Pulse Price Report: When to Lock In Propane Prices

It might be sad to think about filling up your propane tank for a long and cold winter, but now is the time to look at propane prices and speak to your producer about options for pricing through the winter. During particularly brutal winters, propane prices can increase up to 300 percent. Locked-in prices are one way to save yourself from such steep and sudden hikes.

Propane is a volatile commodity. While it tends to trend along with gas prices, propane prices are particularly susceptible to weather, making the future forever uncertain.

Propane is readily produced all year, but primarily consumed in the winter months, leaving a surplus during the summer when prices tend to decrease. It is not easily shipped, so in the event of a cold weather snap, prices can hike as companies wait for excess propane around the country to be shipped to their tanks.

During the particularly brutal winter of 2014, some prices in Michigan rose to more than $8 per gallon, triggering a price-gouging investigation by the state’s Attorney General’s Office against Ferrellgas. Prices in Wisconsin rose from $1.85 in December of 2013 to $3.94 two months later.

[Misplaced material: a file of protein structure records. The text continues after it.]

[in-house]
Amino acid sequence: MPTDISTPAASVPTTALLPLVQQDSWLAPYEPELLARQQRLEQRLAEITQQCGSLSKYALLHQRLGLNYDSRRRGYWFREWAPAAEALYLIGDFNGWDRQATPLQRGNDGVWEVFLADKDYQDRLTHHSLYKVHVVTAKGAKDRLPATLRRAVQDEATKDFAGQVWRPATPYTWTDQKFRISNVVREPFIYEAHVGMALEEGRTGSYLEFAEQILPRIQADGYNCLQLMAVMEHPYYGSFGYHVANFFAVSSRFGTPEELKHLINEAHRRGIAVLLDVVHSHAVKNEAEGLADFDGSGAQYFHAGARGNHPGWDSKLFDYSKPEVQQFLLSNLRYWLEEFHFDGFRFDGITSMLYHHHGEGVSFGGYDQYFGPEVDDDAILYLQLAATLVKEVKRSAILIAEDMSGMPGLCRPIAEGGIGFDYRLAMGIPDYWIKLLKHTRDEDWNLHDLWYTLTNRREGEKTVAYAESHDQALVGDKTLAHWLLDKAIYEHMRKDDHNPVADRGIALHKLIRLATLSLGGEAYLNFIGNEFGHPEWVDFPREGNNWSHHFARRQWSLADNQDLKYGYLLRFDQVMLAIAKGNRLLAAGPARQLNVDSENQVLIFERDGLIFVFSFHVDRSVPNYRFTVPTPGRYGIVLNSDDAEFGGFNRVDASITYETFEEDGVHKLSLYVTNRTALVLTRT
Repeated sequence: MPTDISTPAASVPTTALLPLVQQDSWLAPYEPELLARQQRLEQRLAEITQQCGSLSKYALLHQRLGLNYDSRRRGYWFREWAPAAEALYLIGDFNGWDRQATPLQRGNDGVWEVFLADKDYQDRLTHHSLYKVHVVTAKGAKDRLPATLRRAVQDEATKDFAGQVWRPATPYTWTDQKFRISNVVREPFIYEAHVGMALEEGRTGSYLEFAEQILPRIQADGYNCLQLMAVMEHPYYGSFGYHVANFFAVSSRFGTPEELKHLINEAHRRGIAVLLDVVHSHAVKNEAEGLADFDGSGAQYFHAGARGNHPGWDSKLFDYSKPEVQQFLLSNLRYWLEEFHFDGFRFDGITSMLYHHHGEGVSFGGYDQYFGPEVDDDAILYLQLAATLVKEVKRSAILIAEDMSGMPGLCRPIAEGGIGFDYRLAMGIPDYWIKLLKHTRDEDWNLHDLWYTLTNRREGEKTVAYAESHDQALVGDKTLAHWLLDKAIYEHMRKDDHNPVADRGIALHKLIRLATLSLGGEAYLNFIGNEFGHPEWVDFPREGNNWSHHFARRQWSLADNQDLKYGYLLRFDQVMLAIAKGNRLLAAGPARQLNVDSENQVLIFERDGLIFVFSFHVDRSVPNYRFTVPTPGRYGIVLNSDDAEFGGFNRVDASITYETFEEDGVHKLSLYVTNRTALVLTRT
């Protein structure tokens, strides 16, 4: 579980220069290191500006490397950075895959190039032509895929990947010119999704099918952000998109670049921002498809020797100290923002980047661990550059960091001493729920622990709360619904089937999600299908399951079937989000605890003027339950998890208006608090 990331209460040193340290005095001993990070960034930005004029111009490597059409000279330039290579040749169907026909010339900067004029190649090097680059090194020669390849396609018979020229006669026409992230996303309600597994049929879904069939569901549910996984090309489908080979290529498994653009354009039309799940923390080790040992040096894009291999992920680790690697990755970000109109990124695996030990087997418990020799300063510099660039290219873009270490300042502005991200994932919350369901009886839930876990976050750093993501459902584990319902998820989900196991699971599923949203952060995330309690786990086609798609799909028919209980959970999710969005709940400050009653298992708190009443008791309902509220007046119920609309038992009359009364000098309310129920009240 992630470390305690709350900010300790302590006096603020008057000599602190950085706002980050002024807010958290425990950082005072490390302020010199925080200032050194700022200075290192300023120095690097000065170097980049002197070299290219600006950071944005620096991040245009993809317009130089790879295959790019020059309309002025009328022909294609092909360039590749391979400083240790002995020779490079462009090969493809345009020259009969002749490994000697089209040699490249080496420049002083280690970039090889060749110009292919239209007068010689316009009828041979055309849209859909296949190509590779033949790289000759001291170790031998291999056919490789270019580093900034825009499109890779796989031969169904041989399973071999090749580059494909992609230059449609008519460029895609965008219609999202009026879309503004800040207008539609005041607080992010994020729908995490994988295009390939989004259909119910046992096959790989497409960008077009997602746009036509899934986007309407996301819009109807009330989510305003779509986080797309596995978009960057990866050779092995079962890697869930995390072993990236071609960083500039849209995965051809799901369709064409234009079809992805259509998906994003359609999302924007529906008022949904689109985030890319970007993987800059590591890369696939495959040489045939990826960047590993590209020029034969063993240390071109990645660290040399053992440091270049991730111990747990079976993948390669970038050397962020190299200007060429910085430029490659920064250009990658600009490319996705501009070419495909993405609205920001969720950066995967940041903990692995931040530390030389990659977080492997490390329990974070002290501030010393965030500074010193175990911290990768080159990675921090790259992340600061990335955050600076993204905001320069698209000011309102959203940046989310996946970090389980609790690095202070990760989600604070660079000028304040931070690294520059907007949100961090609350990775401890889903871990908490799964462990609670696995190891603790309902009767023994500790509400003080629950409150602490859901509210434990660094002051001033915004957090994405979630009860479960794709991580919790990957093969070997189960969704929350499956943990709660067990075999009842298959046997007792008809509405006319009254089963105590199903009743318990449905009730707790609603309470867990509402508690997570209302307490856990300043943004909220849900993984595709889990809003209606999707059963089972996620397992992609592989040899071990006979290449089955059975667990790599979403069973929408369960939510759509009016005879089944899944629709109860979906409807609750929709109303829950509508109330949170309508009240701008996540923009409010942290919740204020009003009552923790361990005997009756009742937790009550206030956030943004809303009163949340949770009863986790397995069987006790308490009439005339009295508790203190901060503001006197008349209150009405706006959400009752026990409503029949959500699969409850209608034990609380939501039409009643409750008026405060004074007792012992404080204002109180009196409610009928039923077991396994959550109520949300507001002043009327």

The concept of locking in a price can help the consumer avoid these unexpected hikes. Typically, the locked-in price is slightly higher than the current price of propane, but that premium serves as insurance should the price suddenly increase.

Different companies handle price-locking in different ways. Some restrict the amount of time that you can have a price locked while others like to look at your past propane consumption to come up with a rate that is tailored to your propane use. Contact your propane provider to talk about their price-locking policy.

The time to call is during the summer, when prices tend to be lower. If you’re not looking to enter into a price-lock contract with a propane provider, at least have your tank filled to the top in the fall or early winter to make sure you keep warm before colder temperatures and higher propane prices kick in.


Crop prices (Aug. 30)

Rio Creek Feed Mill – Algoma

Commodity Price (per bushel) Basis
Corn $2.66 -0.46
Soybeans $8.89 -0.94
Wheat (SRW) $3.07 -0.64
New-Crop Wheat (SRW) $3.65 -0.80


Fox River Valley Ethanol – Green Bay

Corn $2.73/bushel -0.39
New-Crop Corn $2.76/bushel -0.45


Basis: The difference between the local cash price for a commodity and the Chicago cash price (where the Board of Trade sets national futures price).


Gas Price Averages

United States: $2.22

United States one year ago: $2.48

Wisconsin: $2.26

Wisconsin one year ago: $2.64

Northern Door: $2.35

Sturgeon Bay: $2.30


Other Commodities

Gold: $1,320.60/troy ounce

Silver: $18.60/troy ounce

Oil: $46.47/barrel


Sources:,,,, Generation X Finance, Corn and Soybean Digest

Article Comments